Automatic fire alarm systems often play a major role in loss prevention during a fire emergency. These systems can be just as complicated as they are important. Below is a high-level overview of the components of an automatic fire alarm system.
The basic purpose of an automatic fire alarm system is to detect a fire in its early stages, notify the building occupants that there is a fire emergency and report the emergency to first responders.
Fire Alarm Control Panel (FACP)
This is the center of the fire alarm system. The fire alarm control panel monitors initiating devices and then activates notification devices when an alarm signal is received. These panels range in scale from a single zone to multiple buildings.
Initiating devices detect a fire emergency and communicate it to the fire alarm control panel. These can be triggered both manually (pull stations), as well as automatically in a response to heat, smoke or flame. When one of these initiating devices is triggered, the control panel will go into an alarm state.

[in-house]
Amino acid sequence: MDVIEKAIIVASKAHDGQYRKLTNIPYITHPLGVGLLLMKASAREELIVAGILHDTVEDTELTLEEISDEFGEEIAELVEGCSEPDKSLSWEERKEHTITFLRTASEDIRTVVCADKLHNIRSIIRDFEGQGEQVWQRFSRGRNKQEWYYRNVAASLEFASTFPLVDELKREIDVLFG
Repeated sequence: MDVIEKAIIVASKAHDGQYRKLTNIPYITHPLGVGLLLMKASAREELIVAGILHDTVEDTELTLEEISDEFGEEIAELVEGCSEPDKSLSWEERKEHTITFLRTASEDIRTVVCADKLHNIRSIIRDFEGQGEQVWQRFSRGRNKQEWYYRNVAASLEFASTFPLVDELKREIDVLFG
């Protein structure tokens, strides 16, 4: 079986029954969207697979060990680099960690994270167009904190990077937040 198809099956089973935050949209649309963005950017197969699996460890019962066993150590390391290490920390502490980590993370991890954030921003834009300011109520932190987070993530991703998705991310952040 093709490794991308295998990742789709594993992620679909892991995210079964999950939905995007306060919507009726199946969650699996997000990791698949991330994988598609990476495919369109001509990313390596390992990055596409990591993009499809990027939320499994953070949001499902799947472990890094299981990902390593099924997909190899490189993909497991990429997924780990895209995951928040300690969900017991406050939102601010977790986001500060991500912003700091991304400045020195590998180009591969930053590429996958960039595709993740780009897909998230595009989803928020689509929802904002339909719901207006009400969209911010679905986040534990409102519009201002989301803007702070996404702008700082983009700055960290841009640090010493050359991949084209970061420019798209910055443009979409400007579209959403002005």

Another type of initiating device is a sprinkler valve tamper. Rather than initiating an alarm state, the control panel will go into a “supervisory” state, if a sprinkler valve is in an “off-normal” condition. This type of signal indicates that there is a need for action within the components of the system, rather than an immediate fire emergency.
After the control panel receives a signal for an initiating device and goes into an alarm state, the panel initiates output devices that signal to building occupants that there is an emergency situation. These include bells, horns, speakers, chimes, strobes and flashing lights that signal either audibly or visually that there is a fire emergency.
Another panel output is the notification of emergency responders. This is commonly accomplished via signal to a central monitoring station. The monitoring center contacts the appropriate first responders who then dispatch to the location of the emergency.
Finally, output devices exist which shut down equipment such as HVAC systems to prevent the spread of smoke, activate automatic suppression systems including pre-action sprinkler systems and more.
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